6. Chet, what I saw in the last possession of the Kentucky game was a slow game clock. That was the longest 1.2 seconds in history. Catch the ball, take a dribble and then shoot it from half court. Great shot, but no way he got that off within 1.2 seconds. Glad Seton Hall won the game.

    1. Yeah, that was the last possession in regulation.

      Kentucky had 10 seconds to set up for the last shot of the game and they ended up throwing up a prayer that missed the rim by several feet.

      Looked like a last shot play CTC might have drawn up.

    1. It’s a concussion. We have no idea if he has had past head trauma or how severe this injury is. Let alone it everyone affected differently and healing on different timelines.

  7. Always very good to get the win, but I saw a team with a lot of wrinkles needing to be ironed out. I know it could be the competition, but a lot of the game IU seemed to be disjointed and had a lack of cohesion on the floor. Could be the lingering effects of the injury bug, but let’s hope we see continued improvement. These type games ain’t good for anyone’s blood pressure.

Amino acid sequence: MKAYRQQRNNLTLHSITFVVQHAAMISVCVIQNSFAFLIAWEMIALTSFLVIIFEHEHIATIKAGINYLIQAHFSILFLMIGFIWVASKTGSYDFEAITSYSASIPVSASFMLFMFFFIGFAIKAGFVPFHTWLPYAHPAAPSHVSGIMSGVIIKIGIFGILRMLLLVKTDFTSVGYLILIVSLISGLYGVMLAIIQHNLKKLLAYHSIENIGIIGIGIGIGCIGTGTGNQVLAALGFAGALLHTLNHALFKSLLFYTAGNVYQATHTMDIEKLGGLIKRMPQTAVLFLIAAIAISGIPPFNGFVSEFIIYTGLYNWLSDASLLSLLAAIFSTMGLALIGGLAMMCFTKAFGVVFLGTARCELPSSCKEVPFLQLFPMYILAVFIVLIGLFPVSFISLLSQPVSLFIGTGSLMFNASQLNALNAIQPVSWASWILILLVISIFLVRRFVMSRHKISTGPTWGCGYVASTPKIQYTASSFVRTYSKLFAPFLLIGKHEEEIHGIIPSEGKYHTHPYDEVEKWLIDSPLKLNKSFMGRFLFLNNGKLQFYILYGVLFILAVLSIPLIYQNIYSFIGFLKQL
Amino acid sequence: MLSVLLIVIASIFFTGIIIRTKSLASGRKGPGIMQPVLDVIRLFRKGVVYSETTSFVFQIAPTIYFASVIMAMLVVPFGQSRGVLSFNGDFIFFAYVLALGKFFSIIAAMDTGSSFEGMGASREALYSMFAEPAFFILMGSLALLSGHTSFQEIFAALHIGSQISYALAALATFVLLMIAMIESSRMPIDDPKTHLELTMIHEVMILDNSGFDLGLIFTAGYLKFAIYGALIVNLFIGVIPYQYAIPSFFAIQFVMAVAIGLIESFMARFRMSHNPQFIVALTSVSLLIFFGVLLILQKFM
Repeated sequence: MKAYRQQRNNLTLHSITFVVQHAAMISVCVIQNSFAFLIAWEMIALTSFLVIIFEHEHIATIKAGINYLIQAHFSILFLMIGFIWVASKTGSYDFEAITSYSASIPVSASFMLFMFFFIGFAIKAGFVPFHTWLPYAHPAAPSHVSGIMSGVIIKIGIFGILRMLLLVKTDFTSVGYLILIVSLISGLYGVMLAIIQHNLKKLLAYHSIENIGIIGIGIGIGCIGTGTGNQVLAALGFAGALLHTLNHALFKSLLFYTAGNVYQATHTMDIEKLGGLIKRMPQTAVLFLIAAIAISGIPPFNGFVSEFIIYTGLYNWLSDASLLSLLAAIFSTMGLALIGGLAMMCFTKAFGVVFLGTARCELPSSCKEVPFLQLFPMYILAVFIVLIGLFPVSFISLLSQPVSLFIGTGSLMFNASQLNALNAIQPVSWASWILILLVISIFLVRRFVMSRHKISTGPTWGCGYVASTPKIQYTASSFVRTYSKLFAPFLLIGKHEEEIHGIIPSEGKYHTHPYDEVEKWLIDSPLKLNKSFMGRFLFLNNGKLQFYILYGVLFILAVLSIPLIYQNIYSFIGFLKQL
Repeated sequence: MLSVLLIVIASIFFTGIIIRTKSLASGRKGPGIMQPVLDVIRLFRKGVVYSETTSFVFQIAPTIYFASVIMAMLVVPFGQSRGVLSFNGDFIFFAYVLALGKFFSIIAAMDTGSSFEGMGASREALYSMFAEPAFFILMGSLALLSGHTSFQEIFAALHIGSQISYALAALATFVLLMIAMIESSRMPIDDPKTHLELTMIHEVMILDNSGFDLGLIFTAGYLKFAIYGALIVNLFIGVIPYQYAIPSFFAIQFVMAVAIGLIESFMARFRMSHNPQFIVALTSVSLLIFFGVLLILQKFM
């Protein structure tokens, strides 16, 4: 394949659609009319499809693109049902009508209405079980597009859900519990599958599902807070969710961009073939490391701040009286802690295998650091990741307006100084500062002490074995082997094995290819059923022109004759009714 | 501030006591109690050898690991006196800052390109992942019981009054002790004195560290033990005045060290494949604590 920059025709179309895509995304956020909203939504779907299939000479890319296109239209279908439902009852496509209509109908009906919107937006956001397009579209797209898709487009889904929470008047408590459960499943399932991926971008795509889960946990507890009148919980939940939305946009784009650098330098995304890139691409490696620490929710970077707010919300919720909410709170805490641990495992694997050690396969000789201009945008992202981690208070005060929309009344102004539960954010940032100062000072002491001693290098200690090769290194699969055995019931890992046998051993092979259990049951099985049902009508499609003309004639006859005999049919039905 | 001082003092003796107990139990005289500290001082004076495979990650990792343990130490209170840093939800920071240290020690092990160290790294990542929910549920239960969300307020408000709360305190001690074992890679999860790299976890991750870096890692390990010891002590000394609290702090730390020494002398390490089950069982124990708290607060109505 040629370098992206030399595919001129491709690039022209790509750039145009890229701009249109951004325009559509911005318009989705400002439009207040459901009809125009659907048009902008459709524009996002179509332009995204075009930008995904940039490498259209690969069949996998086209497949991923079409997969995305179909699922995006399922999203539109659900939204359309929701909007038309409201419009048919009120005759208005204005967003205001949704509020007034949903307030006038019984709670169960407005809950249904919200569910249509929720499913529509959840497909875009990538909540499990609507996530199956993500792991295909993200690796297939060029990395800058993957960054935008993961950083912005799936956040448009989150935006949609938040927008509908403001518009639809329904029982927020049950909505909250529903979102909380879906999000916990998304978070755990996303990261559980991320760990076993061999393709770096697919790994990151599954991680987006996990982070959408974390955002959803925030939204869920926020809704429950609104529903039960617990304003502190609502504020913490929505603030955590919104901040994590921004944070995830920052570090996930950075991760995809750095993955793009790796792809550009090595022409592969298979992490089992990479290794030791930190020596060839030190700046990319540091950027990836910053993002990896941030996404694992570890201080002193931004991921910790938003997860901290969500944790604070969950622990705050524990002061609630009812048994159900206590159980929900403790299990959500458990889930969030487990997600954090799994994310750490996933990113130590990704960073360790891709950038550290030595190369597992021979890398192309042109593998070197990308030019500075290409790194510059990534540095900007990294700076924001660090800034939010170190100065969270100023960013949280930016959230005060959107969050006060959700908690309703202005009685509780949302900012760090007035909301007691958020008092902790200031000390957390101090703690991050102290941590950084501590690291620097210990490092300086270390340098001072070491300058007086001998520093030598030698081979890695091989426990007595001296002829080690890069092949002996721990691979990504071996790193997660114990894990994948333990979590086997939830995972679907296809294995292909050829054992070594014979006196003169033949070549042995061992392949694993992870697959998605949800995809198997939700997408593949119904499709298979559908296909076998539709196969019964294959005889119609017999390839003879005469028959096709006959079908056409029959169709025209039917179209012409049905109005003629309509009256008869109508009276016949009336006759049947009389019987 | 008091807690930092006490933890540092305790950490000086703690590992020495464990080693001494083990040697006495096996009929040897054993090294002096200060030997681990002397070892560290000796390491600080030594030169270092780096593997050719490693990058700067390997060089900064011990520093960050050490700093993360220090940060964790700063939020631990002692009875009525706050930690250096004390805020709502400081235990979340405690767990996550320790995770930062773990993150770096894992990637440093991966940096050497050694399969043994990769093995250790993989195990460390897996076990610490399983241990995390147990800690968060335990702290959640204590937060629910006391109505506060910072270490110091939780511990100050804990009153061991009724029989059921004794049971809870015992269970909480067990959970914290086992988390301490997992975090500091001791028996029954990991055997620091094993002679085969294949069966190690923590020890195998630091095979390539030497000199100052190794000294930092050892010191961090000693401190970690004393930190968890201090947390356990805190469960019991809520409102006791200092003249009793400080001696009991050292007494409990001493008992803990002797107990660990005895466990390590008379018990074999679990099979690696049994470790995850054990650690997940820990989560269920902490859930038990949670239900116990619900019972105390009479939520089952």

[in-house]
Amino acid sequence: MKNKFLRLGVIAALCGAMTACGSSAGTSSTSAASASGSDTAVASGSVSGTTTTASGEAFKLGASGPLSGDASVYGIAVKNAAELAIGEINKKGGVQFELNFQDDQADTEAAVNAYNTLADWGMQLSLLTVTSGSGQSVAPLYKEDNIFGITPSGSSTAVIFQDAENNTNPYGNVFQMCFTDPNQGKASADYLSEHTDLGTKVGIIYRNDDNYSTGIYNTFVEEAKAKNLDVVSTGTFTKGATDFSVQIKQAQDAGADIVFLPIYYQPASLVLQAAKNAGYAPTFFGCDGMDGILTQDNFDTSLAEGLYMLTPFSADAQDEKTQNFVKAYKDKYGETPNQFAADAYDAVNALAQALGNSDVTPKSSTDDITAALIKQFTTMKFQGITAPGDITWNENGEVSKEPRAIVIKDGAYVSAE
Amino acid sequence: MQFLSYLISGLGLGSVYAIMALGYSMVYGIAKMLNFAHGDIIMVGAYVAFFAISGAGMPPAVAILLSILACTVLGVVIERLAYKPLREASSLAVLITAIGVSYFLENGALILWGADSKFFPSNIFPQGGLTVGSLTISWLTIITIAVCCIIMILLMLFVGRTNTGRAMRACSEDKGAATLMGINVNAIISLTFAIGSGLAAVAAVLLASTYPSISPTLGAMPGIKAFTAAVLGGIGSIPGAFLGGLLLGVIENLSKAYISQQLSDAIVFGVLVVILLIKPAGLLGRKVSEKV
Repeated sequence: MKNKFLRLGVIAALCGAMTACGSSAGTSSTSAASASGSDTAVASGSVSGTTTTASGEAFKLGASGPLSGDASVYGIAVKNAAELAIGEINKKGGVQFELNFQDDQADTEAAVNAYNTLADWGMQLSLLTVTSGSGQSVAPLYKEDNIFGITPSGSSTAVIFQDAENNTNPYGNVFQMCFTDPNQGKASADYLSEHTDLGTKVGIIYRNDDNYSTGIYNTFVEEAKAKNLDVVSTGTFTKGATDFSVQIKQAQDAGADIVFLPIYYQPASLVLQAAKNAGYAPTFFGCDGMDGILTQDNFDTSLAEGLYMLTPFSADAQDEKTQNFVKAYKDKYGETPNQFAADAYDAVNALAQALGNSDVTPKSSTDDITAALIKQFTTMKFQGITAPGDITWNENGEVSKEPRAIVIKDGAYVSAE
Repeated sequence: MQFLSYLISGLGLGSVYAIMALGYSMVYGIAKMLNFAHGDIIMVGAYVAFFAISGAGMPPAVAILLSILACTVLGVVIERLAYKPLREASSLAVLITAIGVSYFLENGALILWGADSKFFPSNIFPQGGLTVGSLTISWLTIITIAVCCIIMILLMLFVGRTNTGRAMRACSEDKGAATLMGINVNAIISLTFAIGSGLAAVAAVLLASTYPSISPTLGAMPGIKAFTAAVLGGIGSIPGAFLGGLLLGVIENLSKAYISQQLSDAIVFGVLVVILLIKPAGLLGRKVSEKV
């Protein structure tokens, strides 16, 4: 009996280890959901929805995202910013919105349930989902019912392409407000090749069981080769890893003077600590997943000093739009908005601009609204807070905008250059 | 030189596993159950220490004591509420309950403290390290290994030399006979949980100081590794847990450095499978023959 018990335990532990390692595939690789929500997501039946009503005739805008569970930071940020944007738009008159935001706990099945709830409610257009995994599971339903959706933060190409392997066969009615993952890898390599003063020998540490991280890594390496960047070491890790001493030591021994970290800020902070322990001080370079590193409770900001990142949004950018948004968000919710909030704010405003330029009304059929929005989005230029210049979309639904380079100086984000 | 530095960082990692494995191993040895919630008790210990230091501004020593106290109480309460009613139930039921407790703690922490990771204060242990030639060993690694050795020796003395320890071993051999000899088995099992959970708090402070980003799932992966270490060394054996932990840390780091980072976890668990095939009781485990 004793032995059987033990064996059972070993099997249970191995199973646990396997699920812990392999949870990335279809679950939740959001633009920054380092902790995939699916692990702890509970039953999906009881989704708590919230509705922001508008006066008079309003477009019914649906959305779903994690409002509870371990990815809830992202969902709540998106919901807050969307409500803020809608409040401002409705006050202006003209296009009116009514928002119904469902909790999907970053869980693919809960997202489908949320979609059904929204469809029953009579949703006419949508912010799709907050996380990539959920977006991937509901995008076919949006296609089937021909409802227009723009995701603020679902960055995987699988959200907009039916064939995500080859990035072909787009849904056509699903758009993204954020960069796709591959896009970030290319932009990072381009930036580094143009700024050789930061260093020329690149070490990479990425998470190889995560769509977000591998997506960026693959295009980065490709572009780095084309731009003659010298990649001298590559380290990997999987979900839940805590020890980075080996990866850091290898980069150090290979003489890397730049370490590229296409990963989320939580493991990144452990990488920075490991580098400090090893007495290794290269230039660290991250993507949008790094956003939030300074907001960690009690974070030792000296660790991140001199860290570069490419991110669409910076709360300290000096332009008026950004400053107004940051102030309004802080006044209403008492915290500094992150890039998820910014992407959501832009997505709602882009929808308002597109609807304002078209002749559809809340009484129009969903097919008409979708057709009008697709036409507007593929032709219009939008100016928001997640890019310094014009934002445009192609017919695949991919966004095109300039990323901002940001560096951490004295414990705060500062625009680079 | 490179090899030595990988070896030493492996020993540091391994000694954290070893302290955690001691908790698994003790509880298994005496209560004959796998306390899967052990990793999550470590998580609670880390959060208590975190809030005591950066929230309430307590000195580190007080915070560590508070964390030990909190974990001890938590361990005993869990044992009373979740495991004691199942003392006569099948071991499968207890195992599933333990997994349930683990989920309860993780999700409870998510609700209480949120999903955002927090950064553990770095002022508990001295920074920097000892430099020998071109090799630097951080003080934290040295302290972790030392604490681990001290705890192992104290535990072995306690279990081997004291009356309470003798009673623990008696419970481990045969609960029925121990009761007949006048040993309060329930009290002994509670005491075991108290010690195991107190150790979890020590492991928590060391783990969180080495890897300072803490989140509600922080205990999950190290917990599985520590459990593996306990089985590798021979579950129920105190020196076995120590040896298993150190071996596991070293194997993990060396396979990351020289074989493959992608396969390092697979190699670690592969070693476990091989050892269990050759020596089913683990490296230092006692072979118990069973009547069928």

FT continue to be a serious problem along with outside shooting. In EF’s brief appearance he looked totally lost and the defense against a hot shooting 3 team is still an issue. Overall, the biggest positive is this game would have been lost by double digits last year. This year’s team gutted out yet another difficult win.

    1. The biggest positive for me is actually watching five guys on the floor running some offense(. No more endless drive-and-kick…No more ‘weaves to nowhere.’ Actually watching guys work in tandem in various sets..e.g. Morgan delivering a nifty assist to Justin Smith back-cutting through the lane to the basket….
      These wins are a product of “gutting it out” and showing grit…but they’re also a product of far better coaching and increased vision on the floor. It’s starting to sink in. Movement is no longer movement for the sake of movement(as if stamina is what ultimately breaks an offensive player free for a final determining factor in getting an open shot). Our team has more energy at the end of a game because they are working smarter rather than harder.
      It’s a wonderful thing to see basketball become a team game again. Sure, there are some problems and weaknesses(as there are with all teams), but young men are learning basketball. The more they learn, the more they’ll buy in. The results will come too…as confidence builds in teammates and trust flourishes in the classroom of collective purpose.

      This should not be called a different “style of play” compared to the last imposter on the sideline. This is actually basketball, my Scoop bros. Surgical precision….team defense….purposeful movement…unselfish sharing of the ball….back-cuts…patience…probing from a point guard..understanding the opponent….fundamentals…boxing out for boards.

      Everyday the garden of basketball grows more lush.